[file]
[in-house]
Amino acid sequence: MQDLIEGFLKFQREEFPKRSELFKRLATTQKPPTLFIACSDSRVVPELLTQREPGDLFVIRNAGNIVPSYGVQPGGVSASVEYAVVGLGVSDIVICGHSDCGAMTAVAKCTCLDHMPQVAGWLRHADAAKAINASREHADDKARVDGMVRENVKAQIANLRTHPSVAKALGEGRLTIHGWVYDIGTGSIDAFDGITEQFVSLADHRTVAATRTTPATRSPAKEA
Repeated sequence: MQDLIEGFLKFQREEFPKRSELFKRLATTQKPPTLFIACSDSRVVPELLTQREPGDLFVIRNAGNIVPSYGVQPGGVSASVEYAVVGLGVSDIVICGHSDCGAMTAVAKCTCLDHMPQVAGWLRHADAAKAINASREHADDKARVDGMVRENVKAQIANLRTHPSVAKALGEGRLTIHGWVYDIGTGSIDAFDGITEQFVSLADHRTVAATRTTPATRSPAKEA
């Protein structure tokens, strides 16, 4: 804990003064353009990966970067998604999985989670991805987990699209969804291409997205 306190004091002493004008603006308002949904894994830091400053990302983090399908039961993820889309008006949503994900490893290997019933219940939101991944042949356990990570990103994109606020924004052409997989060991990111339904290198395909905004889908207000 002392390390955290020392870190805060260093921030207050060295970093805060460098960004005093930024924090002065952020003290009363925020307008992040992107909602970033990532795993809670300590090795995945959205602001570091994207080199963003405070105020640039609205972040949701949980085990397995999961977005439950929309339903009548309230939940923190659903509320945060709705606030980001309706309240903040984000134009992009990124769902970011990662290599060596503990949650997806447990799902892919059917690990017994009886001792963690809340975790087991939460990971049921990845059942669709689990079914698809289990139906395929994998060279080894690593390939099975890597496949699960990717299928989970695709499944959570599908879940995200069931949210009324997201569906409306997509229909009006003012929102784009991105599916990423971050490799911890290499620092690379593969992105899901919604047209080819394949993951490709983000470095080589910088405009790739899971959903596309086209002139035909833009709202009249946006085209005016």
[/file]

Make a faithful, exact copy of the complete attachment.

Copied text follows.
[in-house]
Amino acid sequence: MQDLIEGFLKFQREEFPKRSELFKRLATTQKPPTLFIACSDSRVVPELLTQREPGDLFVIRNAGNIVPSYGVQPGGVSASVEYAVVGLGVSDIVICGHSDCGAMTAVAKCTCLDHMPQVAGWLRHADAAKAINASREHADDKARVDGMVRENVKAQIANLRTHPSVAKALGEGRLTIHGWVYDIGTGSIDAFDGITEQFVSLADHRTVAATRTTPATRSPAKEA
Repeated sequence: MQDLIEGFLKFQREEFPKRSELFKRLATTQKPPTLFIACSDSRVVPELLTQREPGDLFVIRNAGNIVPSYGVQPGGVSASVEYAVVGLGVSDIVICGHSDCGAMTAVAKCTCLDHMPQVAGWLRHADAAKAINASREHADDKARVDGMVRENVKAQIANLRTHPSVAKALGEGRLTIHGWVYDIGTGSIDAFDGITEQFVSLADHRTVAATRTTPATRSPAKEA
């Protein structure tokens, strides 16, 4: 804990003064353009990966970067998604999985989670991805987990699209969804291409997205 306190004091002493004008603006308002949904894994830091400053990302983090399908039961993820889309008006949503994900490893290997019933219940939101991944042949356990990570990103994109606020924004052409997989060991990111339904290198395909905004889908207000 002392390390955290020392870190805060260093921030207050060295970093805060460098960004005093930024924090002065952020003290009363925020307008992040992107909602970033990532795993809670300590090795995945959205602001570091994207080199963003405070105020640039609205972040949701949980085990397995999961977005439950929309339903009548309230939940923190659903509320945060709705606030980001309706309240903040984000134009992009990124769902970011990662290599060596503990949650997806447990799902892919059917690990017994009886001792963690809340975790087991939460990971049921990845059942669709689990079914698809289990139906395929994998060279080894690593390939099975890597496949699960990717299928989970695709499944959570599908879940995200069931949210009324997201569906409306997509229909009006003012929102784009991105599916990423971050490799911890290499620092690379593969992105899901919604047209080819394949993951490709983000470095080589910088405009790739899971959903596309086209002139035909833009709202009249946006085209005016």